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Do Insiders Own Shares In Kentucky First Federal Bancorp (NASDAQ:KFFB)?

Simply Wall St

The big shareholder groups in Kentucky First Federal Bancorp (NASDAQ:KFFB) have power over the company. Generally speaking, as a company grows, institutions will increase their ownership. Conversely, insiders often decrease their ownership over time. I quite like to see at least a little bit of insider ownership. As Charlie Munger said 'Show me the incentive and I will show you the outcome.'

Kentucky First Federal Bancorp is not a large company by global standards. It has a market capitalization of US$64m, which means it wouldn't have the attention of many institutional investors. Taking a look at our data on the ownership groups (below), it's seems that institutions don't own many shares in the company. We can zoom in on the different ownership groups, to learn more about KFFB.

Check out our latest analysis for Kentucky First Federal Bancorp

NasdaqGM:KFFB Ownership Summary, August 19th 2019

What Does The Institutional Ownership Tell Us About Kentucky First Federal Bancorp?

Many institutions measure their performance against an index that approximates the local market. So they usually pay more attention to companies that are included in major indices.

Institutions own less than 5% of Kentucky First Federal Bancorp. That indicates that the company is on the radar of some funds, but it isn't particularly popular with professional investors at the moment. If the business gets stronger from here, we could see a situation where more institutions are keen to buy. We sometimes see a rising share price when a few big institutions want to buy a certain stock at the same time. The history of earnings and revenue, which you can see below, could be helpful in considering if more institutional investors will want the stock. Of course, there are plenty of other factors to consider, too.

NasdaqGM:KFFB Income Statement, August 19th 2019

Kentucky First Federal Bancorp is not owned by hedge funds. Our information suggests that there isn't any analyst coverage of the stock, so it is probably little known.

Insider Ownership Of Kentucky First Federal Bancorp

While the precise definition of an insider can be subjective, almost everyone considers board members to be insiders. Company management run the business, but the CEO will answer to the board, even if he or she is a member of it.

Insider ownership is positive when it signals leadership are thinking like the true owners of the company. However, high insider ownership can also give immense power to a small group within the company. This can be negative in some circumstances.

I can report that insiders do own shares in Kentucky First Federal Bancorp. In their own names, insiders own US$3.4m worth of stock in the US$64m company. It is good to see some investment by insiders, but I usually like to see higher insider holdings. It might be worth checking if those insiders have been buying.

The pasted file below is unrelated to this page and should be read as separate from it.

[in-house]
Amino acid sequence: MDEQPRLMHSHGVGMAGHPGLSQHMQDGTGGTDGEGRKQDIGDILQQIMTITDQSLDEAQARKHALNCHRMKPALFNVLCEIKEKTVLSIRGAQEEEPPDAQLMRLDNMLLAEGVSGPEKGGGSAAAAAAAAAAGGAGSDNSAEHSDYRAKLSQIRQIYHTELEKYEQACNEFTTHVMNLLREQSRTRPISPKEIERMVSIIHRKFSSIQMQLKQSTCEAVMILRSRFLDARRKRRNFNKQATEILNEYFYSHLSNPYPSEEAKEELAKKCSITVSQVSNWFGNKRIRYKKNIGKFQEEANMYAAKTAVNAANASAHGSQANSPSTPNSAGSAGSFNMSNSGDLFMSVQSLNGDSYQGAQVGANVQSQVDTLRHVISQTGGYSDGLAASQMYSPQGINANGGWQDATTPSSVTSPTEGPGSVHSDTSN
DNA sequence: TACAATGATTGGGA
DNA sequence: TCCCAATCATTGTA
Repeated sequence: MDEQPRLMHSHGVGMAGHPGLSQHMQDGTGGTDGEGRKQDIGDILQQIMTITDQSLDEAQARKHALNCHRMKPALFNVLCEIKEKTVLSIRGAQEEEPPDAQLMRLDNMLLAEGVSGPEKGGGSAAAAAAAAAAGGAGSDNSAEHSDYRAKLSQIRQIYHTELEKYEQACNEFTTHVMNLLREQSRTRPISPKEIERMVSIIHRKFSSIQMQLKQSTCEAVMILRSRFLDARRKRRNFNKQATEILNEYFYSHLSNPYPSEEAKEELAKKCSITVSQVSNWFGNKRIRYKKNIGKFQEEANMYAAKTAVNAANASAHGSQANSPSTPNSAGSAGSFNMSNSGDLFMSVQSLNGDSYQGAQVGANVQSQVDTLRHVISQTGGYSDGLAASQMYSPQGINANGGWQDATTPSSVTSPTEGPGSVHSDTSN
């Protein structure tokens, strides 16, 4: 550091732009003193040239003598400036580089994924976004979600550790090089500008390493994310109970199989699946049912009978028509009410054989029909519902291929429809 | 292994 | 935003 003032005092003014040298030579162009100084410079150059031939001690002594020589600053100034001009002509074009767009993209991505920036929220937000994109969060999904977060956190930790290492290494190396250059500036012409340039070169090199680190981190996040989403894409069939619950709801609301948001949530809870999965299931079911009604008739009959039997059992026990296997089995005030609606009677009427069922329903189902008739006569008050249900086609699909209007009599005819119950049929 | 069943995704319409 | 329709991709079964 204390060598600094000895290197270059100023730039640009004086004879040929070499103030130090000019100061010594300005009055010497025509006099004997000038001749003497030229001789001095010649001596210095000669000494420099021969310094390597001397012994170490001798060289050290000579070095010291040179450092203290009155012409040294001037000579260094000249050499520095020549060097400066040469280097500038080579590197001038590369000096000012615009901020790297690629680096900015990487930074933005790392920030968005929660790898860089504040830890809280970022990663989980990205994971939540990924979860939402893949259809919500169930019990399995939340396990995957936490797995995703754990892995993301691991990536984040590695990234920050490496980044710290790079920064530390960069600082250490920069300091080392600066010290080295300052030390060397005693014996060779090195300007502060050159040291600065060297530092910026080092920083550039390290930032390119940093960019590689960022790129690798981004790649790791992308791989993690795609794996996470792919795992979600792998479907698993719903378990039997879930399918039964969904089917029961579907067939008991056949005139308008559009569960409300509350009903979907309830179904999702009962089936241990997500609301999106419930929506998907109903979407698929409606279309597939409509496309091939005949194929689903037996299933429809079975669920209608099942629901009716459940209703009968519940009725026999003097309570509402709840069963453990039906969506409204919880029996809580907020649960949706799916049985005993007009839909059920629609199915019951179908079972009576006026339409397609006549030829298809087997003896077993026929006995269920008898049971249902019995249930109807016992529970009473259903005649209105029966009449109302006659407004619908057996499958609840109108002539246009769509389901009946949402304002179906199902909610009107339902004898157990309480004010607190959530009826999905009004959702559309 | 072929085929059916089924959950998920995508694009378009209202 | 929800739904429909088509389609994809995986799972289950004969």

General Public Ownership

With a 35% ownership, the general public have some degree of sway over KFFB. While this group can't necessarily call the shots, it can certainly have a real influence on how the company is run.

Private Company Ownership

We can see that Private Companies own 57%, of the shares on issue. Private companies may be related parties. Sometimes insiders have an interest in a public company through a holding in a private company, rather than in their own capacity as an individual. While it's hard to draw any broad stroke conclusions, it is worth noting as an area for further research.

Next Steps:

It's always worth thinking about the different groups who own shares in a company. But to understand Kentucky First Federal Bancorp better, we need to consider many other factors.

I like to dive deeper into how a company has performed in the past. You can find historic revenue and earnings in this detailed graph.

Of course this may not be the best stock to buy. So take a peek at this free free list of interesting companies.

NB: Figures in this article are calculated using data from the last twelve months, which refer to the 12-month period ending on the last date of the month the financial statement is dated. This may not be consistent with full year annual report figures.

We aim to bring you long-term focused research analysis driven by fundamental data. Note that our analysis may not factor in the latest price-sensitive company announcements or qualitative material.

If you spot an error that warrants correction, please contact the editor at editorial-team@simplywallst.com. This article by Simply Wall St is general in nature. It does not constitute a recommendation to buy or sell any stock, and does not take account of your objectives, or your financial situation. Simply Wall St has no position in the stocks mentioned. Thank you for reading.